Dealing With Frostbite
In Your Flock

by Meghan H

Published December 30, 2019

Do you live where the winter temperatures can be extreme? If you do, there is a good chance your flock could be susceptible to frostbite on their combs, wattles, and toes. Unfortunately, a few of us on the Meyer Hatchery team have some experience in helping our chickens heal from frostbite injury. We hope that in sharing our experiences, we can prevent any injury and help you best treat any frostbite that may occur. 

First! A caution, as some of the photos shown here, are difficult to view. Rest assured, we all care very much for our flocks and certainly did not intend for this to happen. Negative 30-degree temperatures will catch even the most prepared flock owner off guard.

Choose Breeds Better For Cold Climates

Choosing breeds that tend to have smaller combs and wattles is smart advice for those who live in areas that experience freezing winters. Those large, floppy combs and wattles are much more susceptible to damage than breeds with smaller extremities.

frostbite on chickens meyer hatchery chickens with large combs

Prevention Is Better Than Treatment

It’s better to prevent frostbite in the first place, instead of treating it. It sounds counter-intuitive, but proper ventilation is the first step in prevention. When your chicken coop is tightly sealed up, the excess moisture that the birds produce cannot leave the coop. At times when temperatures are below freezing, that excess moisture in the coop’s air condenses as frost on your birds’ combs, wattles, and toes, causing damage.

When I know extremely frigid overnight temperatures expected, I slather a protective ointment on those birds who have the largest combs and wattles. Great options are Green Goo first aid ointment, Udder Butter Skin Protectant, coconut oil, or your preferred salve. It’s important to note that anything you apply on your birds to prevent frostbite should not contain water.

Chicken with Frostbite

No Supplemental Heat

We don’t recommend adding heat lamps to your adult flock’s coop to try to prevent frostbite for several reasons:

  1. Risk of a coop fire. Clamp-on style lamps can easily be knocked loose by adult birds
  2. Supplemental heat is generally wasted energy as it rises to the ceiling of your coop, away from your birds.
  3. The flock needs to be encouraged to get outside every day. A warm building may cause them to stay inside, which in turn causes an increased risk of illnesses developing from being overcrowded.

Treatment If Frostbite Does Happen

As stated earlier, even the most prepared flock owner will face extreme winter temperatures that may cause frostbite to occur. Treatment merely involves promoting skin healing by keeping the affected bird from experiencing any further extreme temperatures, if possible. You may use a healing product like Green Goo First Aid Salve to help speed the healing process.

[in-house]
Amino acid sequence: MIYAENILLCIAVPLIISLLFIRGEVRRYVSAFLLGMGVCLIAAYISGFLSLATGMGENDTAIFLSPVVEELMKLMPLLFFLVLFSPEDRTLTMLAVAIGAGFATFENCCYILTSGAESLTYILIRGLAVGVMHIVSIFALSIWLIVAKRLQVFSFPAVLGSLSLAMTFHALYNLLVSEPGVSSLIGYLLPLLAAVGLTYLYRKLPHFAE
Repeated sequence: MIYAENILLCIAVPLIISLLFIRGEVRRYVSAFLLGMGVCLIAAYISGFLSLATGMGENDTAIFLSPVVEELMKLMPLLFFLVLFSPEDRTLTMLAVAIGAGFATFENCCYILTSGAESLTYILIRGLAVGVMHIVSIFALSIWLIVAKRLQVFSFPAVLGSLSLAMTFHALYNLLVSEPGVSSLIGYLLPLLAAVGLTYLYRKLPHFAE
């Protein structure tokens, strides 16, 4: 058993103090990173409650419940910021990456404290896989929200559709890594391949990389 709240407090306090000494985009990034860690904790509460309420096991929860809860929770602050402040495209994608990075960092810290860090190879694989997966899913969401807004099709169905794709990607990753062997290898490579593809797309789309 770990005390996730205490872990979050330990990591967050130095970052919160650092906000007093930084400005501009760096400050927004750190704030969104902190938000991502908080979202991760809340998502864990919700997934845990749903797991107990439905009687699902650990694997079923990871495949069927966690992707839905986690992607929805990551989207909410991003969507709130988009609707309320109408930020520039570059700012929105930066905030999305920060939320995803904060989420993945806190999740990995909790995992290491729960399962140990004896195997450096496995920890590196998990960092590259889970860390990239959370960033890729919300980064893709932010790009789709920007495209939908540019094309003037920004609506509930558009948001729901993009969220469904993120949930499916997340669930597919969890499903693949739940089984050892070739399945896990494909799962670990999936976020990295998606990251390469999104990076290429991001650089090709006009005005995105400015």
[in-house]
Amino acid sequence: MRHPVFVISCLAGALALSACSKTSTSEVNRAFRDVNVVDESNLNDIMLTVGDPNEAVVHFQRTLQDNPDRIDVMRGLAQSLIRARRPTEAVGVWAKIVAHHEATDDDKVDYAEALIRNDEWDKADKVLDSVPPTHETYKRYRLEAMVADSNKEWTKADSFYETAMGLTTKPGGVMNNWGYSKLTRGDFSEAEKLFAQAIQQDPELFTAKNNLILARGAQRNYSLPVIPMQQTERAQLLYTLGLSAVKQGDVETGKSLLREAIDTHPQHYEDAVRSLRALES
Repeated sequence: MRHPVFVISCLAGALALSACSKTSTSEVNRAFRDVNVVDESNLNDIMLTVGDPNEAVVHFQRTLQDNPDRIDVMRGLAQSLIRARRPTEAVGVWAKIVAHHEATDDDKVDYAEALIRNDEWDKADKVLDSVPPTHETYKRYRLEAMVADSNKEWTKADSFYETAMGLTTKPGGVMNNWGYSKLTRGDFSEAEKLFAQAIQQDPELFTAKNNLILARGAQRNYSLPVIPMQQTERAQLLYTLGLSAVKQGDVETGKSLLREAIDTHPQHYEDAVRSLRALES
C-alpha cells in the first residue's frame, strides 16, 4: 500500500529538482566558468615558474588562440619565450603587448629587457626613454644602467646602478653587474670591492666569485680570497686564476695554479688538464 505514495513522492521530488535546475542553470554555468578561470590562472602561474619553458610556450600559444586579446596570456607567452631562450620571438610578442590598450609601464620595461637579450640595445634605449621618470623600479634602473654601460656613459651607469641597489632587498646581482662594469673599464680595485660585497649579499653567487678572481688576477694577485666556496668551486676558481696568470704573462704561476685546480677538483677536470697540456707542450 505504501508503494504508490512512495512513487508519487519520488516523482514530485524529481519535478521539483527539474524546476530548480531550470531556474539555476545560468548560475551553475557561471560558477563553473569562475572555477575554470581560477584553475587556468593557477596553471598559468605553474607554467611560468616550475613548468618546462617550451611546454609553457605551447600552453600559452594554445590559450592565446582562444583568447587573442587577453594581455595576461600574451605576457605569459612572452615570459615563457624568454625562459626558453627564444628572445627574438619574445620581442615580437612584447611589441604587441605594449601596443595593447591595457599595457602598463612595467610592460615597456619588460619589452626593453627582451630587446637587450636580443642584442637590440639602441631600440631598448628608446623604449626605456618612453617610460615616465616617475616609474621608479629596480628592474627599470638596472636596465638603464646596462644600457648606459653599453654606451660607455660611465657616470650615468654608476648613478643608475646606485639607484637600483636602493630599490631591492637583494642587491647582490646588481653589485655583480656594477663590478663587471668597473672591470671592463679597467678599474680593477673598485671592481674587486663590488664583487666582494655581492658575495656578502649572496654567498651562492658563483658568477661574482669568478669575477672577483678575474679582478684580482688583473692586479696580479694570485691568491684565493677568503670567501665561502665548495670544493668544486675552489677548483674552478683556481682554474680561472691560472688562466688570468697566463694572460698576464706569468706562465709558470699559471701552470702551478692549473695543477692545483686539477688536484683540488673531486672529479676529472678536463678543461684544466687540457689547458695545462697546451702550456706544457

You may notice that within the first few days after the freezing damage occurs, the comb and wattles may turn yellow or whitish and swollen. At this stage, the damaged area is quite painful, and you may notice your bird shaking its head a lot. After a week or so, the area may even turn black as the skin that received the worst damage will prepare to slough off. At this point, the pain is considerably less severe. Do not pick off any damaged skin. Allow the bird’s comb and wattles to heal on its own. You may continue to use the Green Goo salve as desired to support the healing process. It may take up to 6 weeks for a badly damaged comb and wattles to completely heal. 

chicken with frostbite on comb Meyer Hatchery

Frostbite Damage Has Occured

Frostbite healing on chicken comb Meyer Hatchery

Frostbite Damage Has Naturally Fallen Off And Comb Has Begun Healing

What About Their Toes?

Chickens can also experience damage to their toes in extreme temperatures if their roosts are too small in diameter. When a chicken roosts at night, their feet are tucked up under their bodies as they sleep. Generally, if the roost is large enough in diameter, the ends of the toes are also covered. But if the roost is smaller than about 2 inches in diameter, the toes will “stick out” and not be protected. It is recommended having roosts that are made from 2 by 4-inch lumber, with the flat side facing up. Chickens that can sit “flat-footed” and cover their feet entirely when they roost have a better chance of keeping their feet protected. 

We hope you never have to deal with frostbite in your flock. But if you do, know your chickens can heal completely and in most cases, not suffer any long-term effects from the damage. 

Have you had a bird suffering from frostbite? Tell us about your experience by leaving a comment below.

Find More Cold Weather Tips On
The Coop with Meyer Hatchery Podcast

Is your flock prepared for winter? On the podcast, you can find ways to keep your flock comfortable and healthy in the coldest of seasons. From frostbite to cold weather care, listen today for our best tips and tricks!

Frostbite on The Coop with Meyer Hatchery
Cold Weather Care on The Coop Podcast with Meyer Hatchery

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